I am intrigued. What reasons could there be for Hello Games not taking the mooted 20 minutes to correct a rather disingenuous piece of advertising? (Other than wanting to perpetuate the mistruth in favour of additional sales.)

      • mewse says:

        With respect, accusing people of “disingenuity” for not agreeing with your interpretation really isn’t a good look.

        You know perfectly well that “represent the game” doesn’t necessarily mean “be an image that the player might precisely see while playing the game”. That someone doesn’t choose to subjectively interpret the meaning of Valve’s words in the same way that you do is absolutely no excuse for accusing them of being disingenuous.

  10. Raoul Duke says:

    In other words, Steam’s lawyers have finally worked out that it might be liable for misleading consumers by hosting this stuff, so they are now making a rule so that when it happens in future they can make whichever publisher is responsible pay for it.

    • RichUncleSkeleton says:

      I highly doubt that. I’m sure that both customers and developers accept various EULA’s when registering for and buying or selling stuff on Steam that disclaims any right to sue Valve for misrepresentation of products.

      • Raoul Duke says:

        In most developed countries, as the retailer you cannot contract out of obligations not to engage in misleading trade practices. The best you can do is force your subcontractors etc to indemnify you if they cause you to breach your obligations.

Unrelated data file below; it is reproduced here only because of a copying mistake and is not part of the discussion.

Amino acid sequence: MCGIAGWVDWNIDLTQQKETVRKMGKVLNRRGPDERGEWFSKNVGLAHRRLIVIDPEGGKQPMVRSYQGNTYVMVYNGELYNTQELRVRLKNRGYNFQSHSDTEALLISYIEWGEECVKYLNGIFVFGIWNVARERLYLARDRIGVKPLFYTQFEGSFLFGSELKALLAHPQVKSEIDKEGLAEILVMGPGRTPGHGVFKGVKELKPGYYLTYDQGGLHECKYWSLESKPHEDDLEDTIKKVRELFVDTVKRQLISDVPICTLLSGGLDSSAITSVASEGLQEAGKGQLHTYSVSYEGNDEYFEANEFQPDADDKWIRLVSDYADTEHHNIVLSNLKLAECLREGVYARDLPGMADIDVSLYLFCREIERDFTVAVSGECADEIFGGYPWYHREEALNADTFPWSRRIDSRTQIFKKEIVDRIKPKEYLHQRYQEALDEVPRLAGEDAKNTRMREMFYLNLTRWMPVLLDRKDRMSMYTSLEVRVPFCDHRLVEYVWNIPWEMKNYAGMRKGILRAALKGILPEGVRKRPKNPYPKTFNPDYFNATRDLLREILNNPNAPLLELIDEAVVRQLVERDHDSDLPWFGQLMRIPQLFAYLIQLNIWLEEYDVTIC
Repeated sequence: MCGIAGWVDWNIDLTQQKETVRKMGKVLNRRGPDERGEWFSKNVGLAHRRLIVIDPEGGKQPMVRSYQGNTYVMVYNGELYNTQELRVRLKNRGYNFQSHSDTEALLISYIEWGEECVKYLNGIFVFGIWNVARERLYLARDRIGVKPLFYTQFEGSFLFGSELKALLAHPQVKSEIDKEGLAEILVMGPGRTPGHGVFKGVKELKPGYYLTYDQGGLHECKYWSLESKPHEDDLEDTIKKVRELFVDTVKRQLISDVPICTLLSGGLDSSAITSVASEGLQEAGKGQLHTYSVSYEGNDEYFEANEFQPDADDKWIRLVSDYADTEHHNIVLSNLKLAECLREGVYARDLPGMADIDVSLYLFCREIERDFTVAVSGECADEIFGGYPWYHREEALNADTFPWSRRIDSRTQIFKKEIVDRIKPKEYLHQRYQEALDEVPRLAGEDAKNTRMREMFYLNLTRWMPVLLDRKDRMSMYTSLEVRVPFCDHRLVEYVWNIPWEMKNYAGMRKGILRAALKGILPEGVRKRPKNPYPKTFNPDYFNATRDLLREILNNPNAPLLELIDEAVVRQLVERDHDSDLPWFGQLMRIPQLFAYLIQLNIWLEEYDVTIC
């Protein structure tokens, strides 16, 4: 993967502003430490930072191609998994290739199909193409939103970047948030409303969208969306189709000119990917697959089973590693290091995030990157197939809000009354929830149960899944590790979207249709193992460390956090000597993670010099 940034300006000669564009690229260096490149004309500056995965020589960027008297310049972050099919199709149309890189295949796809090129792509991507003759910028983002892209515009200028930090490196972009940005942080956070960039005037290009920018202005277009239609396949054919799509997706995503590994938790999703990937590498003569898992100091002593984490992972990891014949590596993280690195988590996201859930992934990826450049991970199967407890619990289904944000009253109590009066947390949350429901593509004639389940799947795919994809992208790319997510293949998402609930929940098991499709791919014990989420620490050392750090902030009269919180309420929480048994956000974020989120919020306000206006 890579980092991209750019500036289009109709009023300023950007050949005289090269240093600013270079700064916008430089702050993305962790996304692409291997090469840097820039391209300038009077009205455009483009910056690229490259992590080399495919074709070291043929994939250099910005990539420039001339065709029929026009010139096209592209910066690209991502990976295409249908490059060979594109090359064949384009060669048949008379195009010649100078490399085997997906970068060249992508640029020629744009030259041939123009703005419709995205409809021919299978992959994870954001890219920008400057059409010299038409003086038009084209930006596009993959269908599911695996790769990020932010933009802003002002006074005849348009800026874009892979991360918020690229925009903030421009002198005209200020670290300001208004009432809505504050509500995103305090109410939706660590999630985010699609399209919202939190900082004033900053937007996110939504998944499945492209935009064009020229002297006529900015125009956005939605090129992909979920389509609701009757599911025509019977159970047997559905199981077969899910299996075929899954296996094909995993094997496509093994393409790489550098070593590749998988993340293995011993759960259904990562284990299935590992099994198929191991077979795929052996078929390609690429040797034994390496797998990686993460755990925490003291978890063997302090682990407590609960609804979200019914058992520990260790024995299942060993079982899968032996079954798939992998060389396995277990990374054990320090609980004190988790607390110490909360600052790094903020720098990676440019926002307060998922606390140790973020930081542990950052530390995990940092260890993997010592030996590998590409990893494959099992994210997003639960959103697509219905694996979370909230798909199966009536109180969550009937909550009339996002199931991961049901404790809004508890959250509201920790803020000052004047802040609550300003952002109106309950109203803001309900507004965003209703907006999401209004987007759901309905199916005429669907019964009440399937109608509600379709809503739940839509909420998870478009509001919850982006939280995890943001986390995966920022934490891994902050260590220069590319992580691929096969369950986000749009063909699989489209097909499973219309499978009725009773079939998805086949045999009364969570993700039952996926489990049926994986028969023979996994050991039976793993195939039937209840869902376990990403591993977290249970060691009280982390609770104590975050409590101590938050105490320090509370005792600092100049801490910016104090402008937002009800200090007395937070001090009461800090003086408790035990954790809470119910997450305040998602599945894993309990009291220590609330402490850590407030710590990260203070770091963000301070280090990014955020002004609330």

11. Unsheep says:

    I think this is mainly aimed at the myriad of Greenlight and low-budget Indie games being released on Steam. Users and popular gaming personalities have complained about Steam’s lack of quality control for some time now, and this is one thing that addresses this issue.

  12. TheSplund says:

    Ah maybe this is a step towards seeing the end of those, quite frankly, ludicrous RPG trailers with Orcs, Goblins ‘n’ such, swinging axes in glorios 3D that never represenets the true gameplay (regardless if you like them or not). They’re only superceded in inaccuracy by similarly overblown phone ‘games’ now being advertised on TV etc.

    • inspiredhandle says:

      “ludicrous RPG trailers with Orcs, Goblins ‘n’ such, swinging axes in glorios 3D”

      I’d suspect that you’d time travelled from the mid nineties were it not for your knowledge of mobile games. Are you speaking of the Blizzard type trailers? All way over animated and cinematic? Come to think of it, I don’t think blizzard have ever had a trailer with actual gameplay in it.

      • TheSplund says:

        it’s easier to list a couple of generics than witchers, assassins, hackers, hitmen, and whaddever you call those things that are in Warhammer etc – I’m sure you get the point though :)

  13. MrLoque says:

    A game like No Man’s Sky would still be considered “legit”. The disclaimer is still completely useless if a game is incomplete, misleading or just a great scam.

  14. Pogs says:

    I know this is extending the issue but the thing that irks me most is TV ads that always use the ‘not in game footage’ disclaimer line in their adverts. e.g. Clash Of Clans. Surely this should be banned as well.

    Edit: Just noticed I posted this after the the other advert comments above ! I agree with you!

  15. inspiredhandle says:

    I haven’t bought a boxed copy of a PC game in about a decade or so. Do they still come in cardboard boxes with shiny embossed screenshots/cover art? (Please say yes)

    • Marr says: